Monday, January 28, 2013

Privatizers copy failure, instead of Wisconsin's school success

   I noticed that Scott Walker decided to give a shout-out this week to one of his biggest benefactors, the school voucher lobby, signing an executive proclamation declaring this week to be "School Choice Week" in Wisconsin. And the Astroturf groups the voucher lobby represents are going to use this week to try to pour in their propaganda, including an event in Milwaukee this Wedensday. Check out some of the sponsors of that event- the Walker-donating Metropolitan Milwaukee Association of Commerce, "Democrats" for Education Reform (many of whom were replaced by real Dems in the Legislature in 2012), and the Association of American Educators ("The Non-Union Choice for Educators.")

  Well, going with the "vouchers will save failing schools" argument doesn't really fly in this state. Milwaukee's voucher program hasnot improved outcomes in Milwaukee (in fact, Diane Ravitch points out that voucher students did worse than MPS students when it came to proficiency on the most recent standardized test) and the new Racine voucher schools underperformed Racine public schools in the WKCE standardized test. It's also a dumb idea because Wisconsin's schools were exceptional standouts before this pro-voucher governor took over. Instead of being something that should be changed to resemble a system in low-performing red states, the results from the pre-Walker Wisconsin schools indicate that it should be the model that other places shoot for.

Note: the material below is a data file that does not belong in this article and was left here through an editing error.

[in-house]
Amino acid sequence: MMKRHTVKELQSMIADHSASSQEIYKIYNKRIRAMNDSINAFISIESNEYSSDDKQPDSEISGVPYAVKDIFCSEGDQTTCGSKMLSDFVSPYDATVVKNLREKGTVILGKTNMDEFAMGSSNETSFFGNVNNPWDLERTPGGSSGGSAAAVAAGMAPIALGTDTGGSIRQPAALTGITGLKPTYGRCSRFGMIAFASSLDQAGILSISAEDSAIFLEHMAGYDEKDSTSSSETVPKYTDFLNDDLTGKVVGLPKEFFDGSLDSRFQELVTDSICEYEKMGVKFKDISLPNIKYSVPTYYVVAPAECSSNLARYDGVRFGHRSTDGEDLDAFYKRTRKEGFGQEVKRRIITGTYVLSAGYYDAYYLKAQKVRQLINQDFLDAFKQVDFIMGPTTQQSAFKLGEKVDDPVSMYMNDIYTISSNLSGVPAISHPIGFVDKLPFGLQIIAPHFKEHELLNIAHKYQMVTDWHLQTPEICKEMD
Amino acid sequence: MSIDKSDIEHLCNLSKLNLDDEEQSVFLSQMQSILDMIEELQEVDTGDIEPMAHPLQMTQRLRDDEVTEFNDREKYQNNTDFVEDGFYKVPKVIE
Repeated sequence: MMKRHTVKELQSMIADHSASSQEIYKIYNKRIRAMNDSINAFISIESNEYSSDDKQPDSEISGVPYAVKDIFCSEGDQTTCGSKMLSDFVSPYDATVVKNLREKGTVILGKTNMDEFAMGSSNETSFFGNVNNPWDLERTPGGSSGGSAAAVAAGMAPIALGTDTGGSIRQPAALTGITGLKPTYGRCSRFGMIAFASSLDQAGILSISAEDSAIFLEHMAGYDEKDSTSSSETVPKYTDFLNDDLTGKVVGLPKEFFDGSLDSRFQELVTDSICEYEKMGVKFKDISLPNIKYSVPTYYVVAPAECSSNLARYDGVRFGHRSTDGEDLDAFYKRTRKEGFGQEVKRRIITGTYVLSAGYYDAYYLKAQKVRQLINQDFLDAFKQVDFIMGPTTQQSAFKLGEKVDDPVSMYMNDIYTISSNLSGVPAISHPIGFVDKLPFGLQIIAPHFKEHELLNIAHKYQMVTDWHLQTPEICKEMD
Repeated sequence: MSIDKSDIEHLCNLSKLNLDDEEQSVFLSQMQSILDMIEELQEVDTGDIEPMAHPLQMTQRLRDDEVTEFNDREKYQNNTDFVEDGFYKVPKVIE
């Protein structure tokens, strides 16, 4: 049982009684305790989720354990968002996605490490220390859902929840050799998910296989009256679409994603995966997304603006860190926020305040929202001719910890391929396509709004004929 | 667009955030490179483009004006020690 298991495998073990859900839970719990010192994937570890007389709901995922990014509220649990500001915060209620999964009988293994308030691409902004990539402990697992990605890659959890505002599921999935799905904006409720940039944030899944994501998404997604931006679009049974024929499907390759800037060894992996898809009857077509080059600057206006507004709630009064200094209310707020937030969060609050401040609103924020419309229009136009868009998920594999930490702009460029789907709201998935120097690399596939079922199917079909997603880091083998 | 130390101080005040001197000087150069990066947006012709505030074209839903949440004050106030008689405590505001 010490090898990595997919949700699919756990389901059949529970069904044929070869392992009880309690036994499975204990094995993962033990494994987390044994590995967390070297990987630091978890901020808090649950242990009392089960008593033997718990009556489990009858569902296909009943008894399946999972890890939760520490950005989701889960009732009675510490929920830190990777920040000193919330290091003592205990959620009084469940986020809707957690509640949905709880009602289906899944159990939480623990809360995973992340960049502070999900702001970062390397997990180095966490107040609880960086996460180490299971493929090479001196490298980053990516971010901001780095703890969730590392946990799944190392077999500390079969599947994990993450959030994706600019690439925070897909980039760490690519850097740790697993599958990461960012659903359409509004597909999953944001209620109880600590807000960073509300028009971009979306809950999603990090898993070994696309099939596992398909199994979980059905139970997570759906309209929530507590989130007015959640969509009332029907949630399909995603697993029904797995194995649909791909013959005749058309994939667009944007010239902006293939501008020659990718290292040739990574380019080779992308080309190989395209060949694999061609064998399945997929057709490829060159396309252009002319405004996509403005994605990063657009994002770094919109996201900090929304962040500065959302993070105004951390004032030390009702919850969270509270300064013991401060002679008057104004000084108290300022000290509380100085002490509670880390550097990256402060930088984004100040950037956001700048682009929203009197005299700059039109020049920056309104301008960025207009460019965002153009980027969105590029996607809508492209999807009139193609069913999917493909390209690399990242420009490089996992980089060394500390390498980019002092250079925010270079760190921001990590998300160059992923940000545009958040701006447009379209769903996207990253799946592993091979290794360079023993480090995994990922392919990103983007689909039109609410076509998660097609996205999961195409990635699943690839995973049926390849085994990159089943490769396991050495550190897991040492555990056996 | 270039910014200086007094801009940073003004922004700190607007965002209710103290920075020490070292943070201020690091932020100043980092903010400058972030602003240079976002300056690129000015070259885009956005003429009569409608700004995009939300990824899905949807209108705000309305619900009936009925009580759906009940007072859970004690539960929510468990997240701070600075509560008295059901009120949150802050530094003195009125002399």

Wisconsin's strong educational base was once again illustrated with the release of a report last week showing the Wisconsin high school class of 2010 had the 2nd-highest graduation rate in the U.S. at 91.1%. This improved on the 2009 figure of 90.7% when Wisconsin was Number 1 in the nation for best graduation, and Wisconsin's graduation rate improved from 83.3% in 2001 to that 90.7% in a span of 8 years - the 11th largest increase in the nation.

  And it wasn't like Wisconsin was just pushing kids through the system, as Wisconsin high schoolers have consistently scored well above the national averages on the ACT test,  despite the state potentially watering down the scores by encouraging more Wisconsin students to take the test in recent years.